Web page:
So, if Nova Scotia’s Environment is failing to monitor the bulk of projects in the province, just what are they doing to justify their existence?
We’re getting used to hearing from the auditor general about financial laxity in how government handles certain finances or when a department is lacking in accountability. It’s alarming when a pattern is noted that fails to protect the well-being of people in the province or the environment.
Auditor Michael Pickup said in a report released Wednesday, as detailed in an article by The Canadian Press, that the Environment Department has a slack record in ensuring terms are met involving the safeguarding of such precious natural assets as wildlife and groundwater.
The department approved 53 of 54 project applications between 2013 and 2016, the report said. That should suggest some stellar, well-presented pitches, shouldn’t it?
Unfortunately the public has no way of knowing. Pickup said of 22 of those projects examined by his office, nearly half of the 53 different terms and conditions weren’t met – in other words, putting the environment at risk.
What is the point of approving a project if there is no followup, the monitoring that the public would tend to assume is part of the process? The two arms of the safeguarding process have to work in tandem to have any effect.
But that apparently cuts to the heart of the problem.
The report has this to say: “Inspectors told us they had concerns related to the enforceability of some terms and conditions. Inspectors believed their lack of involvement in the development of the terms and conditions contributed to this issue.”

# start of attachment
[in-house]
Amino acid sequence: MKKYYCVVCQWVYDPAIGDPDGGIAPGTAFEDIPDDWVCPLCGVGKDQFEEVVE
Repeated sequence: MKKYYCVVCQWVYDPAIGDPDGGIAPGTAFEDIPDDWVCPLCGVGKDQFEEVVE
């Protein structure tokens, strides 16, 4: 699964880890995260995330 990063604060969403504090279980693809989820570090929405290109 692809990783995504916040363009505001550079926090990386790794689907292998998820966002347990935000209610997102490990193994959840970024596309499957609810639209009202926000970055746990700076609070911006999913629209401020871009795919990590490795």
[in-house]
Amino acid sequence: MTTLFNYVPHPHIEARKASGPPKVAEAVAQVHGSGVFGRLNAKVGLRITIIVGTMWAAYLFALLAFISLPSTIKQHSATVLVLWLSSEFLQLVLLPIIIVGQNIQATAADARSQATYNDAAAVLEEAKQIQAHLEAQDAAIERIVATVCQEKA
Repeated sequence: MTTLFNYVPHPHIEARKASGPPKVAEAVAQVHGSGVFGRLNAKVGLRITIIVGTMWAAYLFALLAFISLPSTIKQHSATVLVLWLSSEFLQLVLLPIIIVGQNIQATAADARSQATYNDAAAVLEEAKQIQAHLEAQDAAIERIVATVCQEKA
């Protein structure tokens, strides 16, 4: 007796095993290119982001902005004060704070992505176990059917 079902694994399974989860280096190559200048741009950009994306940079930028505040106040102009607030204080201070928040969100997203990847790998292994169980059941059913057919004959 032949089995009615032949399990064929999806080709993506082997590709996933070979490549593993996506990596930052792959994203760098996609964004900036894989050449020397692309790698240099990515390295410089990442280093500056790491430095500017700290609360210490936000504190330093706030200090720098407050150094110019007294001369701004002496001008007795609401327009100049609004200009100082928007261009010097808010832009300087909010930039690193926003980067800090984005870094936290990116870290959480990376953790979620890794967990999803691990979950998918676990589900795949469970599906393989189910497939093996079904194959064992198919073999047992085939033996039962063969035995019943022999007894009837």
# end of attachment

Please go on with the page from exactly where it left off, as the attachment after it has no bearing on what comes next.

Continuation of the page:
That’s interesting. One would expect that inspectors of industrial developments would have direct knowledge and understanding of what’s involved. Why, indeed, would they not be included in laying out the points a company has to attain?
The report will no doubt help confirm suspicions among some members of the public that government tends to be pro-industry because of the economic ramifications. Not to say that’s a bad thing, but approvals can’t come at the expense of environmental health.
Environment Minister Iain Rankin has responded saying his department is taking action to improve its track record and adopting recommendations in the auditor’s report.
Let’s hope so. But continued monitoring of the monitors would be in order.
When it comes to regulatory measures run by government, we don’t want unnecessary hurdles and red tape. But primary areas of concern must be met: protection of people’s health, of workers’ rights and of the environment.
The onus is on industry to demonstrate that what it hopes to develop won’t be a collective burden down the road. The only way to ensure that is by keeping a close, constant eye on what they do.